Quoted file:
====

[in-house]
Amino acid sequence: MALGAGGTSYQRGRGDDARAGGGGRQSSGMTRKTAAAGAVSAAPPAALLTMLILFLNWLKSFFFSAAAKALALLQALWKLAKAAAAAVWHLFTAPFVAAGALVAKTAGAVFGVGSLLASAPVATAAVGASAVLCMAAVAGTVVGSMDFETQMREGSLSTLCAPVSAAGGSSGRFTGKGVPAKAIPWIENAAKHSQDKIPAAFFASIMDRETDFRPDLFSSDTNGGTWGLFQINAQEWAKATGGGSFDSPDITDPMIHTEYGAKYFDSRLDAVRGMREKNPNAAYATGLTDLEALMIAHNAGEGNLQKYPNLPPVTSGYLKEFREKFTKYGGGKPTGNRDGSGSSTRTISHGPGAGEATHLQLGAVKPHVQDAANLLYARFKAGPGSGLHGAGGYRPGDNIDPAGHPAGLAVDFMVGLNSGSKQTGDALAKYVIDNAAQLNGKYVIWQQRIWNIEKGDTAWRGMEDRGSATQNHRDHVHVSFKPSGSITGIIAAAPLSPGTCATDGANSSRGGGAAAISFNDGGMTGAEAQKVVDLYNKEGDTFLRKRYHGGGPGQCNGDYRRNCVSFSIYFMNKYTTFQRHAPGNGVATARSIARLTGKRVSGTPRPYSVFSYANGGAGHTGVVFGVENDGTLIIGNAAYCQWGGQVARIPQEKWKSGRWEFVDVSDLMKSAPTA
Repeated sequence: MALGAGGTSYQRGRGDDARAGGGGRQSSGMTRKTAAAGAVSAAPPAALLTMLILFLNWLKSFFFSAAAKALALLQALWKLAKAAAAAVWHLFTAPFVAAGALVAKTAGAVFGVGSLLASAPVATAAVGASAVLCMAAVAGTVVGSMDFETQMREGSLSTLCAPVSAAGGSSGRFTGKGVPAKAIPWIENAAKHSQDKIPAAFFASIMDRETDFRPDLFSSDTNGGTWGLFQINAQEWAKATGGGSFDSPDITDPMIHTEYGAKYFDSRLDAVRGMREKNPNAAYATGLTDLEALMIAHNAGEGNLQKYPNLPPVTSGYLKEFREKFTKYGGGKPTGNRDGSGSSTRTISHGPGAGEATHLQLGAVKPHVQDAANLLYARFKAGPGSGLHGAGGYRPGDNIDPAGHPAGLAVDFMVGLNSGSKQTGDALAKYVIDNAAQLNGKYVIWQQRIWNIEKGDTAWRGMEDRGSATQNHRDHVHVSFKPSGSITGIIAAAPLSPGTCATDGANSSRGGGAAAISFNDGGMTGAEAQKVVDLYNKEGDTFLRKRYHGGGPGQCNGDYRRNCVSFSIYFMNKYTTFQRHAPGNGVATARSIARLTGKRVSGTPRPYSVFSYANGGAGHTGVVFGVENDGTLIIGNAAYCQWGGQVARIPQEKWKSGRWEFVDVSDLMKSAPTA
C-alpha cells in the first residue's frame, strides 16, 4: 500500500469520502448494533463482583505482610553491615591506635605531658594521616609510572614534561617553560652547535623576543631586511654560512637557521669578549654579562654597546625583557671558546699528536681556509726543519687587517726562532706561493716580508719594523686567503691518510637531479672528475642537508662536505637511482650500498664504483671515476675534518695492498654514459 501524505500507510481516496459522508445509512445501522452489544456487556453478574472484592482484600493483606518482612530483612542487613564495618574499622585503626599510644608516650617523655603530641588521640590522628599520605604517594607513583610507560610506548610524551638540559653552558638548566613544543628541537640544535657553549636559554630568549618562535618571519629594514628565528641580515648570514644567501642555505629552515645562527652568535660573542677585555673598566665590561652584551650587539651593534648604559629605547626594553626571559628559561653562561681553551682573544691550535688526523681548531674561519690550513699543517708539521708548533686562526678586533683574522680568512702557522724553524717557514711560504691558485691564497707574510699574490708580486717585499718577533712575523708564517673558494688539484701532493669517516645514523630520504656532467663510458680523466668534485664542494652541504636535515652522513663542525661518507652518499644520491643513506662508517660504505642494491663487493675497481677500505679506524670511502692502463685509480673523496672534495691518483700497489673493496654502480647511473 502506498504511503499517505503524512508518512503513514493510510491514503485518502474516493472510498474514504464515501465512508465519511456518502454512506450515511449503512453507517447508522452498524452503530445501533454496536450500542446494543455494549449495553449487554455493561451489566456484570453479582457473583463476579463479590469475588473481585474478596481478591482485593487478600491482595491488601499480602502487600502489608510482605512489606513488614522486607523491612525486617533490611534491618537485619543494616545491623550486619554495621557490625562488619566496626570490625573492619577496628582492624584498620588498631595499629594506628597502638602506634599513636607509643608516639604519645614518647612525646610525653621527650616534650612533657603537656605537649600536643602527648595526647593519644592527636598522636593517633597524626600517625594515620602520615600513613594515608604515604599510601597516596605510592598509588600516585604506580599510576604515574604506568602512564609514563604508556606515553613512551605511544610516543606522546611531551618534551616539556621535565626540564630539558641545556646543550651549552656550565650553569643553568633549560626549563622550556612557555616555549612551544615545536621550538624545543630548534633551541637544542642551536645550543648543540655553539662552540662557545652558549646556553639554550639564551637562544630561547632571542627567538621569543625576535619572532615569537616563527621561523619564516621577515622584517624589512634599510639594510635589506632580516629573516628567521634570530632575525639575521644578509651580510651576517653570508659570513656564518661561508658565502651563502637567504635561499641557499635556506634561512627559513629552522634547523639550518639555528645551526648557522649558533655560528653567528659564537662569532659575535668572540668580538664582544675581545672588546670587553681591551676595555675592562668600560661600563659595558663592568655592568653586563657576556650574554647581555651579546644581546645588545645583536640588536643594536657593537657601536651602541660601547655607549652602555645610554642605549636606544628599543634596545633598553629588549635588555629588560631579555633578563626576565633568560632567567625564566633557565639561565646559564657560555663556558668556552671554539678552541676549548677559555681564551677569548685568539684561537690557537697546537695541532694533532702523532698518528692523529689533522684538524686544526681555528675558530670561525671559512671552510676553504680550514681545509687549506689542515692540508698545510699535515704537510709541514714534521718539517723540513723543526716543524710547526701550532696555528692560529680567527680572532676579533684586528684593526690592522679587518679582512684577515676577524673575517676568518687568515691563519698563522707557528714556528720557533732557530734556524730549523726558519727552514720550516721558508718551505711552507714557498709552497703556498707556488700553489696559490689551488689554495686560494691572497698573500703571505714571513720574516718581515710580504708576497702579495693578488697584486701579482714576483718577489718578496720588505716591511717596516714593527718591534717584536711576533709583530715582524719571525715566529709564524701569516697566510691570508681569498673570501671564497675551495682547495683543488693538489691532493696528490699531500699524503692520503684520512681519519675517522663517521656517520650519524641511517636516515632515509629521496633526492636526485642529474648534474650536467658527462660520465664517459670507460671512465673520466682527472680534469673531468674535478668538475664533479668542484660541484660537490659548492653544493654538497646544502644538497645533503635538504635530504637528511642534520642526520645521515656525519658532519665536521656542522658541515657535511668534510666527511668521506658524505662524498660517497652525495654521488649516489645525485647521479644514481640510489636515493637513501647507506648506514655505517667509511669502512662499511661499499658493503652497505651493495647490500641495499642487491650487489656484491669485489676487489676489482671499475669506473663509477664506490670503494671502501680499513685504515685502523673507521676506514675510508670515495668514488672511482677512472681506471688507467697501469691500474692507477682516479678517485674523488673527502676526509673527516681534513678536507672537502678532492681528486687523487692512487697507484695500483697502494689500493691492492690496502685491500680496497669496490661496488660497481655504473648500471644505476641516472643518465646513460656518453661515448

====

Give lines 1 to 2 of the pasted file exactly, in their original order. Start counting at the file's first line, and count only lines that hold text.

[in-house]
Amino acid sequence: MALGAGGTSYQRGRGDDARAGGGGRQSSGMTRKTAAAGAVSAAPPAALLTMLILFLNWLKSFFFSAAAKALALLQALWKLAKAAAAAVWHLFTAPFVAAGALVAKTAGAVFGVGSLLASAPVATAAVGASAVLCMAAVAGTVVGSMDFETQMREGSLSTLCAPVSAAGGSSGRFTGKGVPAKAIPWIENAAKHSQDKIPAAFFASIMDRETDFRPDLFSSDTNGGTWGLFQINAQEWAKATGGGSFDSPDITDPMIHTEYGAKYFDSRLDAVRGMREKNPNAAYATGLTDLEALMIAHNAGEGNLQKYPNLPPVTSGYLKEFREKFTKYGGGKPTGNRDGSGSSTRTISHGPGAGEATHLQLGAVKPHVQDAANLLYARFKAGPGSGLHGAGGYRPGDNIDPAGHPAGLAVDFMVGLNSGSKQTGDALAKYVIDNAAQLNGKYVIWQQRIWNIEKGDTAWRGMEDRGSATQNHRDHVHVSFKPSGSITGIIAAAPLSPGTCATDGANSSRGGGAAAISFNDGGMTGAEAQKVVDLYNKEGDTFLRKRYHGGGPGQCNGDYRRNCVSFSIYFMNKYTTFQRHAPGNGVATARSIARLTGKRVSGTPRPYSVFSYANGGAGHTGVVFGVENDGTLIIGNAAYCQWGGQVARIPQEKWKSGRWEFVDVSDLMKSAPTA